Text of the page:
Eating Disorder Treatment   

Eating disorder Treatment                                       

Eating Disorder Treatment is a Disorder having irregular or abnormal eating habits. It is the severe and extreme distress about body weight gain or lose or shape. A person focuses on inadequate or excessive food intake which affects a person’s physical and mental health. It occurs mostly in teen age and in adolescents.

Types of Eating Disorder:

  1. Anorexia Nervosa:

Anorexia means self starvation and lack of appetite. It is a fear of gaining wait, extreme desire to be thin or slim. A person with anorexia Nervosa consider himself as overweight but in reality he is not, so it can be a life threatening eating Disorder. People suffering from this disorder are suffering from extremely low body weight.

Types of Anorexia Nervosa:

There are two types of Anorexia Nervosa.

  • Binge/Purge Type:

The person restricts their food intake on their own and does not engage in binge-eating or purging behaviour

  • Restricting Type:

The person self-induces vomiting after eating something.

 

Signs & Symptoms of Anorexia Nervosa:

  • Obsession with calories and fat contents of food.
  • Hair fall or thin hair.
  • Avoiding of social gatherings of friends and family.
  • Thin appearance
  • Dizziness or fainting
  • Absence of menstruation
  • Dry or yellowish skin
  • Extreme weight loss
  • Low blood pressure
  • Swelling of arms or legs
  • Constipation and abdominal pain
  • Reduced interest in sex
  • Social withdrawal
  • Flat mood /lack of emotion
  • Frequent checking in the mirror for perceived flaws
  • Restricting food through dieting or fasting.

        Causes of Anorexia Nervosa:

            It causes when a person is having an extreme drive of perfectionism. Some of more causes are given below.

  • New school, home, job
  • Relationship breakup
  • Death
  • Illness of a loved one
  1. Bulimia Nervosa:

Bulimia nervosa, often referred to as just bulimia, is an eating disorder and a mental health condition. There is no single cause of bulimia nervosa. It is thought to develop from a combination of genetic and environmental influences. Eating Disorder Treatment in Cary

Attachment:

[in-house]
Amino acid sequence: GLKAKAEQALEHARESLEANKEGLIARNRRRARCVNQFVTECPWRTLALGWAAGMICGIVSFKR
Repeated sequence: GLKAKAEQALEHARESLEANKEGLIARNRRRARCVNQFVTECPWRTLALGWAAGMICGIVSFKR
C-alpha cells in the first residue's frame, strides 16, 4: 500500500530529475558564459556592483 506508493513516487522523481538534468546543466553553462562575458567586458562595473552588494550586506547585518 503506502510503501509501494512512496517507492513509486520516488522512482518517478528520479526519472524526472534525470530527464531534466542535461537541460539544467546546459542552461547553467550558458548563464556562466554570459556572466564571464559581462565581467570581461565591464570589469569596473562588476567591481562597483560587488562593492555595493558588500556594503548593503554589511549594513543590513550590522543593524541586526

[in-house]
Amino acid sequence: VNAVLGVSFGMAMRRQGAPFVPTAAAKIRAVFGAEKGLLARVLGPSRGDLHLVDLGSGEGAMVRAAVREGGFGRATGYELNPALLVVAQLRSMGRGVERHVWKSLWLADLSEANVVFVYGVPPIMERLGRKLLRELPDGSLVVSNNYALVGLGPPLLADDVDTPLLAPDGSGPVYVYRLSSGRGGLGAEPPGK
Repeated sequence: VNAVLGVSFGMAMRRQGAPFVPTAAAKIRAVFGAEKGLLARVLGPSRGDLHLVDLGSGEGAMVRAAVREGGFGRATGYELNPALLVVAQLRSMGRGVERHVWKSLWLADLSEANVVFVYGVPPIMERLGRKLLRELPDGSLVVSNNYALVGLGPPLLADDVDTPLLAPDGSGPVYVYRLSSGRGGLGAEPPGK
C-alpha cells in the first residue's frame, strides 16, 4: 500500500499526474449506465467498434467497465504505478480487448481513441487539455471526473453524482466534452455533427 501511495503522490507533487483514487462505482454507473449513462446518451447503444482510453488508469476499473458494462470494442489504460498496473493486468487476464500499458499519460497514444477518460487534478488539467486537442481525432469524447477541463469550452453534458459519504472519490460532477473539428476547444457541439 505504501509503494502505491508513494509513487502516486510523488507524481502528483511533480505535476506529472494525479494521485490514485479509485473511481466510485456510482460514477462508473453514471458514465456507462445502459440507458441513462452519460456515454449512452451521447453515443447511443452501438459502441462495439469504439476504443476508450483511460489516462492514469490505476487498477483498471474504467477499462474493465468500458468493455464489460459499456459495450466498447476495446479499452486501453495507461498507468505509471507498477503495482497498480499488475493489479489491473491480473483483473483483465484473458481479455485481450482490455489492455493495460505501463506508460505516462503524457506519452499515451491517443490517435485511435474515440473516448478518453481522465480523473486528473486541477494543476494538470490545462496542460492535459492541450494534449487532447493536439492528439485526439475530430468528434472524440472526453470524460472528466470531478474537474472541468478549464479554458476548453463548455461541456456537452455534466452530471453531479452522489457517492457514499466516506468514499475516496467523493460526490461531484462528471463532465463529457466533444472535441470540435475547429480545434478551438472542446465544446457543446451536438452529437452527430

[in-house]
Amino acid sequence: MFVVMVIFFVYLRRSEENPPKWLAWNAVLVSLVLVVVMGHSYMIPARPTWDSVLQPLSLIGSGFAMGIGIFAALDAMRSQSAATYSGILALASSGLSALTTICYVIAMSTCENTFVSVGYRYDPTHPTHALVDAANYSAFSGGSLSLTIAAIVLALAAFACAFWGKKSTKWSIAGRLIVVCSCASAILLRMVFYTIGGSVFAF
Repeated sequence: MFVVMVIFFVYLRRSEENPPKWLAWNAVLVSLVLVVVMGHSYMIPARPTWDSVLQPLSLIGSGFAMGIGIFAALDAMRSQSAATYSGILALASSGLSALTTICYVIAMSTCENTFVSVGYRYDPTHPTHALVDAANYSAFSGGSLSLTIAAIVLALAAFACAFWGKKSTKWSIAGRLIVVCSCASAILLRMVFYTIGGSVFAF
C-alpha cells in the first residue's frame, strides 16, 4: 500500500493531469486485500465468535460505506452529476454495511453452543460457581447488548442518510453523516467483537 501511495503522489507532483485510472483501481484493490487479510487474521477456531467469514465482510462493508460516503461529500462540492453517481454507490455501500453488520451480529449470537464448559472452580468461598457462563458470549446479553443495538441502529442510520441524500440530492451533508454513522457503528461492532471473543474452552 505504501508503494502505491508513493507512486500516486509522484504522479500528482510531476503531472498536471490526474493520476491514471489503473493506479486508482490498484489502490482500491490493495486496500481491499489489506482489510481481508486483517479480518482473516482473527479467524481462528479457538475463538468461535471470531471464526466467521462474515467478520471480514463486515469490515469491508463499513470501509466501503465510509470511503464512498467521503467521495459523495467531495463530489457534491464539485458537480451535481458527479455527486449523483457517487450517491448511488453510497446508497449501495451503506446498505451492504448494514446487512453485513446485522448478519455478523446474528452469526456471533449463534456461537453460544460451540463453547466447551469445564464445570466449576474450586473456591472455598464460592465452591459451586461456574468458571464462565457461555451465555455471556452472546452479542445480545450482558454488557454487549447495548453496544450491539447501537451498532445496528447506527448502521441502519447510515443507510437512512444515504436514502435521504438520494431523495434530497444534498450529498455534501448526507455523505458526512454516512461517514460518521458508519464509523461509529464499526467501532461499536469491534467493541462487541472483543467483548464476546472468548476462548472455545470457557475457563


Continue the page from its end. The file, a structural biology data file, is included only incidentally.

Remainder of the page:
This is an eating disorder characterized by binge eating followed by purging. Binge eating refers to eating a large amount of food in a short amount of time.

Mostly people having Bulimia are having normal body weight but they want to get more thin and slim.

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Woman on the scale

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Signs and Symptoms

  • Chronic gastric after eating.
  • Unhealthy/dry skin, hair, nails and lips
  • Fatigue, or exhaustion
  • Compulsive or excessive exercise
  • Frequent occurrences involving consumption of abnormally large portions of food
  • Depression, anxiety disorders and sleep disorders
  • Regular trips to the bathroom, especially soon after eating
  • Suicidal tendencies
  • An irregular menstrual cycle in women.
  • A fixation on the number of calories consumed
  • A fixation on and extreme consciousness of one’s weight
  • Low self-esteem and/or self-harming
  • Constipation or diarrhea
  • Hypotension

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Causes of Bulimia Nervosa

Before bulimia nervosa begins there is often a period of excessive dieting. However, the wrong kind of dieting can cause uncontrollable hunger and lead to binge eating. Feelings of guilt and shame after binge eating then cause the person to try and compensate by purging (inducing vomiting or using laxatives). Eating Disorder Treatment in Cary.